State retirement systems give early glimpse at their budget requests, calling for multimillion increases
08/24/2015 08:15 PM
FRANKFORT – As lawmakers prepare to draft a two-year spending plan in the upcoming 60-day session, Kentucky’s public pensions will be seeking larger contributions from the general fund.
Officials from the Kentucky Retirement Systems and Kentucky Teachers Retirement System presented preliminary budget figures to the Public Pension Oversight Board Monday, with both pensions seeking multimillion-dollar contribution increases from the state.
But under pension reforms passed in 2013, only the Kentucky Retirement Systems, which faces $17.8 billion in unfunded liabilities, can wholly expect additional dollars after the General Assembly pledged to direct full contributions to the cash-strapped agency that covers state and municipal workers. A 23-member workgroup has been empaneled to recommend funding solutions for KTRS, with proposals expected by Dec. 1.
KRS Executive Director Bill Thielen said if the state’s payroll grows 3.5 percent based on assumptions, lawmakers will have to appropriate an estimated $128 million extra to funds for state workers and police while cities and counties will be on the hook for another $34.1 million in fiscal year 2017. Those projections do not include the second year of the upcoming biennial budget.
“The projected rate is the same for both years of the biennium,” Thielen said of fiscal years 2017 and 2018. “Now the payroll may grow more or less and so the number will be different, but we’re going to have the same projected contribution rate.”
The state’s payroll actually declined in the latest fiscal year, which would lower Thielen’s projections if repeated.
State Budget Director Jane Driskell presented different figures for the upcoming fiscal year, telling the oversight panel that an extra $108 million will be needed for contributions to state retirement plans, with $60 million of that coming from the general fund.
“The current year was a $106 million additional (general fund dollars), and in ’17 it would require an additional $60 million attributable to the general fund,” she said.
KTRS, which has $14 billion in unfunded liabilities, faces a less certain funding future in the upcoming session.
The agency supported a push for additional money through the sale of $3.3 billion in bonds, but the Republican-led Senate declined to endorse that proposal in this year’s General Assembly. A workgroup has been formed to examine funding issues at KTRS and recommend potential remedies by Dec. 1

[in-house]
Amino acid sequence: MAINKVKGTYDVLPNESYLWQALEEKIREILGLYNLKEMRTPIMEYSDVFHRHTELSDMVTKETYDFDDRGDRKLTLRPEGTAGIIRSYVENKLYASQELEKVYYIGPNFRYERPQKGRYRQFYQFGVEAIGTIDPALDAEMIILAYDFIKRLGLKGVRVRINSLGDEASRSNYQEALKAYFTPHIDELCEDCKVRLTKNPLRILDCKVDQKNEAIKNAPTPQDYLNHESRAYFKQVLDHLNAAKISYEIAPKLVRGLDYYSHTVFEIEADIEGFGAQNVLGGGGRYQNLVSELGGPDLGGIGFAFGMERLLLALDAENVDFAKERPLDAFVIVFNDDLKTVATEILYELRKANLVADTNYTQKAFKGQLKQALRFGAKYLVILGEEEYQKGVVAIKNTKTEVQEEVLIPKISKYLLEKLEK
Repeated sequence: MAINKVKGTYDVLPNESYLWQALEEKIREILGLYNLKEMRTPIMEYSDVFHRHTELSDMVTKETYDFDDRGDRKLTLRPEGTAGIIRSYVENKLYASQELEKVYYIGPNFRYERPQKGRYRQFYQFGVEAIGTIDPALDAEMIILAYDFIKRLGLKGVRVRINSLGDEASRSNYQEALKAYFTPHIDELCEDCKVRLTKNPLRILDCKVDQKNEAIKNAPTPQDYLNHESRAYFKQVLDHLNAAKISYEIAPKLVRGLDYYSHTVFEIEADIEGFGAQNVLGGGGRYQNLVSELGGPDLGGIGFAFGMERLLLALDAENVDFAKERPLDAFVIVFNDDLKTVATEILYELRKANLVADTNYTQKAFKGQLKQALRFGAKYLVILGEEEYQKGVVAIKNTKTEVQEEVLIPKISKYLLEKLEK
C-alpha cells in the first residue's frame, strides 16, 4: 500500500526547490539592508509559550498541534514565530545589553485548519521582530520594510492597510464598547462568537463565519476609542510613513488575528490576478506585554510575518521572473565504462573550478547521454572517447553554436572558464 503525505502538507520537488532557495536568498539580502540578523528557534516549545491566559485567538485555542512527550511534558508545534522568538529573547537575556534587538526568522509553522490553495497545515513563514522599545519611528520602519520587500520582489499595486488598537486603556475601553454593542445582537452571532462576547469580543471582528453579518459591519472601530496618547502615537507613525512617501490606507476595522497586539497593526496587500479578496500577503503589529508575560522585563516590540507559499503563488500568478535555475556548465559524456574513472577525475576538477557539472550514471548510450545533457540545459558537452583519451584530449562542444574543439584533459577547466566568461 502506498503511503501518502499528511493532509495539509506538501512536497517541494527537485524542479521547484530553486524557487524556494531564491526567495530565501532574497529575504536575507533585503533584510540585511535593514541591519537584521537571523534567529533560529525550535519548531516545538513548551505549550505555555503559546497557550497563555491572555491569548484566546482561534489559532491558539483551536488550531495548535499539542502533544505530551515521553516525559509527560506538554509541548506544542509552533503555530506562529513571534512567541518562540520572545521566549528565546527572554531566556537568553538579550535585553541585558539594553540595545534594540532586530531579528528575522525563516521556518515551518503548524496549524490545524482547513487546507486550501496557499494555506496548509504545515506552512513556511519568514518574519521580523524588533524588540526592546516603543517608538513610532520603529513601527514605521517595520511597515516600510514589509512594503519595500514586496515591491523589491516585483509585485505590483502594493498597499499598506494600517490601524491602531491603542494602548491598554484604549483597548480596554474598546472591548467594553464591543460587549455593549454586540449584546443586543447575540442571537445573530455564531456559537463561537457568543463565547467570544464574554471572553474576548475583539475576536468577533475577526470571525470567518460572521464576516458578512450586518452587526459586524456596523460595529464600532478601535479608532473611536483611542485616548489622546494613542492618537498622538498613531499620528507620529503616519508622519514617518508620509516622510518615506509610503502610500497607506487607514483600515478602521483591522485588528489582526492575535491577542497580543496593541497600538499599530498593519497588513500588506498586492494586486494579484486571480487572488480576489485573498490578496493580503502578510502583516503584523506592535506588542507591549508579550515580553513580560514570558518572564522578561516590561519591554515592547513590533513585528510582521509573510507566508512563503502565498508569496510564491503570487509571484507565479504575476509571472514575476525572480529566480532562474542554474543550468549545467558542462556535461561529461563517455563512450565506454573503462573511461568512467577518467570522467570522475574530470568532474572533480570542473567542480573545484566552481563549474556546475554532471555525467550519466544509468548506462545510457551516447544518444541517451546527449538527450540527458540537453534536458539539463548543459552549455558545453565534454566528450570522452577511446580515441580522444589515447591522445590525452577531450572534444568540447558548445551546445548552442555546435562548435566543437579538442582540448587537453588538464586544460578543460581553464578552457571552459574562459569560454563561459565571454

Sen. Joe Bowen, R-Owensboro, said on Monday that lawmakers showed appropriate caution toward the bonding plan based on the recent stock-market slide, but Harbin defended the original proposal as a reasonable way to move the state toward full actuarially required contributions to the pension, likening the plan to “a bridge loan.”
After receiving $389 million in the current biennium, KTRS will seek a whopping $1.4 billion in next year’s two-year budget session, according to figures presented by Harbin. Much of that, just more than $1 billion, would cover past short falls and cover full pension contributions in the next two fiscal years.
As Harbin explained, KTRS has faced cash-flow shortages since 2008, prompting the agency, like KRS, to liquefy assets to cover retiree benefits.
“Currently this past year we’ve sold over $600 million in assets to meet our $1.8 billion retiree payroll, so over 25 cents on every dollar that we spent last year was spent from selling investments,” he said. “Over the next four years we’ll be selling $3.4 billion in assets to meet retiree payroll.
The problem that we have is that we’re not in as a position as we were in 2008. In 2008 we had the ability to hold onto our investments through the market downturn. … Now we’re in a position that we can’t hold onto those investments.”
Financial issues at both pension agencies may be resolved at the expense of others supported by the general fund.
Rep. Arnold Simpson, who does not serve on the panel but attended Monday’s meeting, said finding additional resources for the state’s higher education system and lowering the financial burden on students will be more difficult with more money dedicated to the state’s underfunded pension plans.
“With the realization that our pension challenge is far greater than what we anticipated, the likelihood of devoting funds to higher education is going to be probably reduced,” said Simpson, D-Covington. “I’m not saying it’s impossible because that’s going to be an ultimate issue of the body and leadership, but I think it’s going to be a daunting task.”
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